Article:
The Stroz

Executing System Commands in MySQL Shell

May 28, 2024
2 minutes


Over the last few years, I have become quite smitten with MySQL Shell. For those who may not be familiar with MySQL Shell, it is a new(ish) command line interface (CLI) for connecting to and managing MySQL instances. During a recent episode of Inside MySQL: Sakila Speaks, Fred and I talked to Miguel Araujo about many of the helpful (and lesser known) features of MySQL Shell. This post is the second in a series about these “hidden gem” features.

The Problem

When working in MySQL Shell, I often need to run system commands for various reasons. I usually opened another tab in my terminal interface to run the needed command. That was until Miguel mentioned a feature of MySQL Shell that allows us to run system commands inside MySQL Shell.

The Solution

The \system (or \!) command in MySQL Shell allows us to run system commands without leaving MySQl Shell to do so.

Listing Files

Here is an example. In a previous post, I discussed being able to run external scripts in MySQL Shell. Let’s say we created a script but cannot recall the name. If we know what directory the files are in, we can run an ls command directly in MySQL Shell.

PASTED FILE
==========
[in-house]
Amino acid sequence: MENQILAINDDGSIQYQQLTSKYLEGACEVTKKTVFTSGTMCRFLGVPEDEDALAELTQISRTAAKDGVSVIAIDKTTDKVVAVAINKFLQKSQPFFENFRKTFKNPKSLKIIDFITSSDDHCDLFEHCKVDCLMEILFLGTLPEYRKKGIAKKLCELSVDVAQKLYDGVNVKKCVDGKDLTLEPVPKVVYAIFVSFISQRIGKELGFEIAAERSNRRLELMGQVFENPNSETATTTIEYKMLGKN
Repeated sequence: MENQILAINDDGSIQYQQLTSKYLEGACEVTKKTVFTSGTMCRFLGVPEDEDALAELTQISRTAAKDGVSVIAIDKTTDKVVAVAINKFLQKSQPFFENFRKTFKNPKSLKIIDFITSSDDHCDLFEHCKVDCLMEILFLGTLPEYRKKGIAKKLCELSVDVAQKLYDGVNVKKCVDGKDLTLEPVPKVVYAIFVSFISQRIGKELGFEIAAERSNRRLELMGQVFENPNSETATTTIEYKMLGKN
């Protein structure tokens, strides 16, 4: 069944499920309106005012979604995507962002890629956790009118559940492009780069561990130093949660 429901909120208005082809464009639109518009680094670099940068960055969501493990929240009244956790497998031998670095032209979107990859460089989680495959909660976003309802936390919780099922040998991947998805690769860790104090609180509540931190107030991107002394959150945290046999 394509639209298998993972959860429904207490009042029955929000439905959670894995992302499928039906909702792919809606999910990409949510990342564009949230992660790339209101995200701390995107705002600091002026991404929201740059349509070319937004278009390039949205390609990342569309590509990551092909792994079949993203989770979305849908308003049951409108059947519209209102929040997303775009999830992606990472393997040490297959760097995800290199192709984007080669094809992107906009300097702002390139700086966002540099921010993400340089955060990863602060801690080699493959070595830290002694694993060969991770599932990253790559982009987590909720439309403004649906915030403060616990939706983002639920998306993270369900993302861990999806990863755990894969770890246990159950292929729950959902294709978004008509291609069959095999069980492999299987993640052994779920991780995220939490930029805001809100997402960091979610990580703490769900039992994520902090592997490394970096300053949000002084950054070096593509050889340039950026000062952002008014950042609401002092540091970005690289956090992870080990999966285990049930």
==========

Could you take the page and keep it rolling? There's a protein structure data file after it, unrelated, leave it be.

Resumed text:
\system ls -la ~/projects/shell_scripts

The result of this command would look like:

Result of listing files in a directory

Something to note is that MySQL Shell’s “current directory” is the directory we were in when we started MySQL Shell. For example, I could run the following command to get the same result if I was already in the ~/projects/shell_scripts directory and ran the mysqlsh command.

\! ls -la

Editing Files

Let’s assume we are connected to a remote server and must edit one of the files in the shell_scripts directory. We can open the file in an editor right in MySQL Shell. Here is how to open the file demo2.js using Nano.

\! nano demo2.js

This command opens the file demo2.js in Nano.

JavaScript code displayed in Nano

After editing the file and closing Nano, we are brought back to the MySQL Shell interface.

Animated image of opening a file in nano

Using sudo

If there is a command that you would typically use sudo to run, no worries. You add sudo to the command; if necessary, you will be asked to provide a password.

\! sudo ls /


MySQL Shell has many features that help make our lives easier. Running system commands, even those needing sudo, without having to leave MySQL Shell can save a lot of time. This behavior is one of those features you appreciate the more you use it.

Photo by Sora Shimazaki.

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